I was accompanying a friend to the doctor a couple weeks ago, and we were sitting in the waiting room, both of us using wheelchairs. We had the following conversation, or something very like it (I won’t get the details right, but this is the gist):
Her (to my staff): We need to find you a place to sit down. I forgot, you’re chair-impaired.
Staff: Actually I’m okay standing.
Her (gesturing around the waiting room): Just look at all this furniture devoted to your special needs. Hospitals must spend thousands of dollars buying chairs for the… uh… chair-challenged. They require assistive technology wherever they go.
Me: Yes, as a matter of fact, you and I can take our chairs with us, but those poor walking people all have to find places to sit. Must be such a drain on society…
Her: It’s quite a debilitating handicap. And very expensive. Well it’s true! They seem to want chairs to appear everywhere they go, and that costs a lot, all those chairs per person. It becomes quite a burden on those of us able-chaired people who don’t need them. And how you can expect any quality of life… I mean can you say that’s a life that’s worth all that money?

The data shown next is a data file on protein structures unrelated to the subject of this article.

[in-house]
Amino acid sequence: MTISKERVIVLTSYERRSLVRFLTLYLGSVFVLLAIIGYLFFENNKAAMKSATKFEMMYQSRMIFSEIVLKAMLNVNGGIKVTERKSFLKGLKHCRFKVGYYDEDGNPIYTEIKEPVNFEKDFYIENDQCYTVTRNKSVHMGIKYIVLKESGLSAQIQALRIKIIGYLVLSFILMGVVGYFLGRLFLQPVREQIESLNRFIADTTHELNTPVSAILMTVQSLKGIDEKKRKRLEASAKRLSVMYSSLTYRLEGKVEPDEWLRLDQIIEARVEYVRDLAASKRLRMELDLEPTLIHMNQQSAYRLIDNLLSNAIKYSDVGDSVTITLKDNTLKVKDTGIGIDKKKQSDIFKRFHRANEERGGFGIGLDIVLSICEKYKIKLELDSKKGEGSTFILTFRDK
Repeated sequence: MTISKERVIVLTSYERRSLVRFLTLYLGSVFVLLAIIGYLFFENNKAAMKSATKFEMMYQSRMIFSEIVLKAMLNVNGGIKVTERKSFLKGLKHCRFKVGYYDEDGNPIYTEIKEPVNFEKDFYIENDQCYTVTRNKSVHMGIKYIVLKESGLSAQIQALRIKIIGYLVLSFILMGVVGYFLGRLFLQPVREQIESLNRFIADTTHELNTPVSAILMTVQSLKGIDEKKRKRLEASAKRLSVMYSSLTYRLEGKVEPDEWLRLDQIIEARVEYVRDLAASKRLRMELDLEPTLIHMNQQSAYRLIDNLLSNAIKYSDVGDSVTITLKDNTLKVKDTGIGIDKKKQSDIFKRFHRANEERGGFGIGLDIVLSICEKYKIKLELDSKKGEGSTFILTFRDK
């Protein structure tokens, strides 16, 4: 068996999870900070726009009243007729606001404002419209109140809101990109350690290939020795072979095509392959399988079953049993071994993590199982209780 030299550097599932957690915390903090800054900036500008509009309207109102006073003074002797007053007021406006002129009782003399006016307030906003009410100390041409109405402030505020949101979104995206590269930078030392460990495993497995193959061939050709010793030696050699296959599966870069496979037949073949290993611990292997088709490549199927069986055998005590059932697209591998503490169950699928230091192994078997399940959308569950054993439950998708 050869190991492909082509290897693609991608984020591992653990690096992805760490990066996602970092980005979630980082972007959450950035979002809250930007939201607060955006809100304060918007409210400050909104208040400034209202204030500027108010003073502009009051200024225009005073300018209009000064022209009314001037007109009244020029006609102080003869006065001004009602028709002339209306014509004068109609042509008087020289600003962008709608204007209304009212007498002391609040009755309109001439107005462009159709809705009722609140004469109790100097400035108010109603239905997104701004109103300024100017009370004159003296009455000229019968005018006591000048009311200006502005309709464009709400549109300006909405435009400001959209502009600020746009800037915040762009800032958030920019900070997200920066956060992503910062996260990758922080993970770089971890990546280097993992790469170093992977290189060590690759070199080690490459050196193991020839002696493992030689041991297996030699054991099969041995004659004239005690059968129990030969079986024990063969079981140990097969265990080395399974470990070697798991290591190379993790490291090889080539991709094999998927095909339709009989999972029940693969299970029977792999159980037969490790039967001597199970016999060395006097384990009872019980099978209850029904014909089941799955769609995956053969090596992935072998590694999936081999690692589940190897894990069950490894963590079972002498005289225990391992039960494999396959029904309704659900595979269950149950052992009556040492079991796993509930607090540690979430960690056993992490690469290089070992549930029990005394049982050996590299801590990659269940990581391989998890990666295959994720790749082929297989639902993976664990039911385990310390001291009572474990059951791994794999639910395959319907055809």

Me: Don’t forget lighting costs.
Her: Oh yes, lighting must cost billions of dollars for all those sighted people who can’t possibly function in the dark.
Me: Don’t forget all the signage, and so forth.
Her: Of course, you and I are both in that category, we’re both dark-impaired.
Me: There’s actually a cure for that one. Eye amputation.
Her: Oh yes, and of course the cure should be mandatory because otherwise we’d have to spend all this money accommodating them, when we could just do a little operation…
Me: I forgot, there’s also a cure for being a chair-impaired person… or is that a person with chair-impairedness? But yes, eye amputation is an option.
Her: Wasn’t there an article about that once, how to accommodate dark-impaired people?
Me: I think it was How to Talk to Sighted People…
Now keep in mind when picturing all this, that she’s got one of those unmodulated loud autistic voices, and I happened to have my keyboard turned up to full volume. My staff apparently really enjoyed watching people’s responses, especially since both my friend and I have had people loudly talk about how much we cost, and so forth, in public, before. Most people apparently found what we were saying funny. Which is good, we were goofing around and trying to keep our minds off the fact that we were in a hospital waiting room. But there was a serious statement somewhere in there about all this “social construction of impairment” stuff.